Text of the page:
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Green Revolution Definition

The Green Revolution is the process of enhancing agricultural output using modern methods and instruments. Agriculture output is linked to the Green Revolution. Around this time, the nation's agriculture was transformed into an industrial system by adopting modern agricultural methods such as high-yielding seed types, tractors, irrigation, pesticides, & fertilizers.

Green Revolution Definition

The three main components of the Green Revolution's methods were:

High-yield Crop varieties- Scientists created new crop types with higher yields than conventional crops. These plants were developed to have shorter growing seasons and to be disease- and drought-tolerant.

Irrigation- Farmers employed irrigation systems to ensure that crops received sufficient water throughout the growing period to support the higher yields of the crops. There are several different types of irrigation systems, from straightforward ones like flood irrigation to more intricate ones like drip irrigation.

Fertilizers and Pesticides- Farmers use synthetic fertilizers and insecticides to boost agricultural yields and safeguard crops against disease and pests. These inputs were applied selectively to ensure that the crops received the nutrients they needed while minimizing the environmental impact of the excessive application.

Mechanization- Using machinery and technology to boost farm production and efficiency was a part of the Green Revolution. Tractors and other equipment, for instance, were utilized to expedite planting, harvesting, reaping, and other processes.

Agriculture extension services- To inform farmers about the newest methods and technology and offer help and advice on using them successfully, governments and other organizations offer extension services.

Schemes Under Green Revolution (India)

In India, some of the major programs that were introduced as a part of the Revolution include:

  • The High-Yielding Varieties Programme (HYVP) - Was established in 1966 to raise agricultural output by introducing high-yielding seed types. Wheat, rice, & maize were the main crops discussed in the program.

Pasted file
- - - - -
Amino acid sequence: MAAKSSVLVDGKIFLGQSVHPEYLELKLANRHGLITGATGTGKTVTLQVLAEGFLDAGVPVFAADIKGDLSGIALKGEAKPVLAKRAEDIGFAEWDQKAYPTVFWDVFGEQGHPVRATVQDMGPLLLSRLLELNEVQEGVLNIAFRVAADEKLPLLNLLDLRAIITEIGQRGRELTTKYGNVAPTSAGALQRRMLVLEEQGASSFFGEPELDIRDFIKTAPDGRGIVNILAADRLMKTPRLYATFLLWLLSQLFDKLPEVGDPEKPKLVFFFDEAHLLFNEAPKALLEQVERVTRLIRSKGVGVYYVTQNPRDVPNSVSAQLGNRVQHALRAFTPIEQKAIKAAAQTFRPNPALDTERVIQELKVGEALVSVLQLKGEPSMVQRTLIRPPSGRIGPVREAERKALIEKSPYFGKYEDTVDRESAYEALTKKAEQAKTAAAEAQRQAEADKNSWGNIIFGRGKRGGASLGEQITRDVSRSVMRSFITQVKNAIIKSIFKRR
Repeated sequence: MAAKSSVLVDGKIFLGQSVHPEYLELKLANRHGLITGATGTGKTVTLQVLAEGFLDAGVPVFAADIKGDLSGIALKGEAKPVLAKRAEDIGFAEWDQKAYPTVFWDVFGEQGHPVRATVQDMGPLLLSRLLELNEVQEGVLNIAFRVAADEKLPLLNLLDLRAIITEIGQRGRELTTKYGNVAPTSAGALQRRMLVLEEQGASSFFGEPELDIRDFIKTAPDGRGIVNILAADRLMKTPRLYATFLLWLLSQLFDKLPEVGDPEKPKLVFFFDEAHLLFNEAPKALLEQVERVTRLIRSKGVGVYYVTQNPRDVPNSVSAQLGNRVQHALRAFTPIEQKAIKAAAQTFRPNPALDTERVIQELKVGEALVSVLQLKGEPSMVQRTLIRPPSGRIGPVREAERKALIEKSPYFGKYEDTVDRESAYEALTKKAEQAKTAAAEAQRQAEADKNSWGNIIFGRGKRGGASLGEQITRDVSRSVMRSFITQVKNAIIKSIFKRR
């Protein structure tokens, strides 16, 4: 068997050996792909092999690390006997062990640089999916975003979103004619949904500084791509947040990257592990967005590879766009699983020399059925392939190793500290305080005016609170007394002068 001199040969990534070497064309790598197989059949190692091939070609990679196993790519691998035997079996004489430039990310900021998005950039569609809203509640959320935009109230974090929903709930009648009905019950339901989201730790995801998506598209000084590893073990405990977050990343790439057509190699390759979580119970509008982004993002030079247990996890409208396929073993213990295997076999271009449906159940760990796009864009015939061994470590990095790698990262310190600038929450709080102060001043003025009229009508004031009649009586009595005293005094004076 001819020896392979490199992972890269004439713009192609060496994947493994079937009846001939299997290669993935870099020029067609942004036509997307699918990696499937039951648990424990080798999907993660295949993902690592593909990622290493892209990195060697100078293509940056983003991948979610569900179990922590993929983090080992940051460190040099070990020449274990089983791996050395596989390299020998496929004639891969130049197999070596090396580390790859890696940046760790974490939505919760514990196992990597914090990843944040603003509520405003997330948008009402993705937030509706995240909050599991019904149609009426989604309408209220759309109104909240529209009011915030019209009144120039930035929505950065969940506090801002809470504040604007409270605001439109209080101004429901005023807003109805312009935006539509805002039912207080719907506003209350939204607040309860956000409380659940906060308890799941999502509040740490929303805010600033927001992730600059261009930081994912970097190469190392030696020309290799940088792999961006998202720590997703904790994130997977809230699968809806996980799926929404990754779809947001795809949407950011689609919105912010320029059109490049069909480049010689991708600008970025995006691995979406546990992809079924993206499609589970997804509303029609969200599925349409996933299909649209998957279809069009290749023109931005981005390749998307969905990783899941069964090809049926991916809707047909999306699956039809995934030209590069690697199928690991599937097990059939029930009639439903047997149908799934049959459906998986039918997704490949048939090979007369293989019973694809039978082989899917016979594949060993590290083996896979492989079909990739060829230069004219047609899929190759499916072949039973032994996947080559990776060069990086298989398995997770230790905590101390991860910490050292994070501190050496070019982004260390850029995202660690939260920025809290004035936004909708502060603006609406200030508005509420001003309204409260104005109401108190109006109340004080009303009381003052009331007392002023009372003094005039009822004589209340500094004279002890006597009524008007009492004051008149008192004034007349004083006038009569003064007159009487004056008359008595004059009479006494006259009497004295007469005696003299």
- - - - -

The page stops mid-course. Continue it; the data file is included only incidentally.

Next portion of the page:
• Intensive Agricultural Development Programme (IADP)- This initiative was started in 1960-1961 to boost agricultural output by adopting improved farm management methods, better irrigation infrastructure, and encouraging the use of fertilizers and pesticides.
  • The National Seeds Corporation (NSC)- This was formed in 1963 to create and offer farmers high-quality seeds at competitive costs.
  • Small Farmer Development Agency (SFDA)- This was established in 1974 to assist marginal and small-scale farmers by enhancing their access to loans, technology, and other inputs.
  • Rashtriya Krishi Vikas Yojana (RKVY)- This initiative started in 2007 and aims to boost agricultural production and support sustainable agriculture. The program offers governments financial support for various agricultural activities such as research, outreach, or infrastructure building.
  • The National Food Security Mission (NFSM)- This was established in 2007 to boost food production and decrease food insecurity. The plan's main objective is to increase the cultivation of rice, wheat, & pulses in selected national districts.
  • Pradhan Mantri Fasal Bima Yojana (PMFBY)- This was introduced in 2016 to offer farmers crop insurance against agricultural losses brought on by pests, diseases, and natural disasters.
Green Revolution Definition


  • With assistance from the US and other foreign organizations, the Indian government started the Green Revolution.
  • M.S. Swaminathan, an agricultural scientist from India, led the program and collaborated with the Ford and Rockefeller foundations to create high-yield wheat and rice cultivars.
  • The Green Revolution aimed to boost agricultural production and productivity by utilizing cutting-edge technology, including high-yielding seed types, fertilizers, and insecticides.
  • Crop yields increased significantly due to the Green Revolution, especially for rice and wheat.
  • The Green Revolution's new technology contributed to a rise in the productivity of India's agricultural industry.
  • The Green Revolution also influenced infrastructure and irrigation system development in rural regions.
  • India's food security and poverty levels were improved because of the Green Revolution's higher production and output.
  • Increased agricultural productivity helped India's economy develop overall, which was a result of the Green Revolution.
  • The Green Revolution helped many farmers boost their income via higher production, which also aided in the expansion of India's middle class.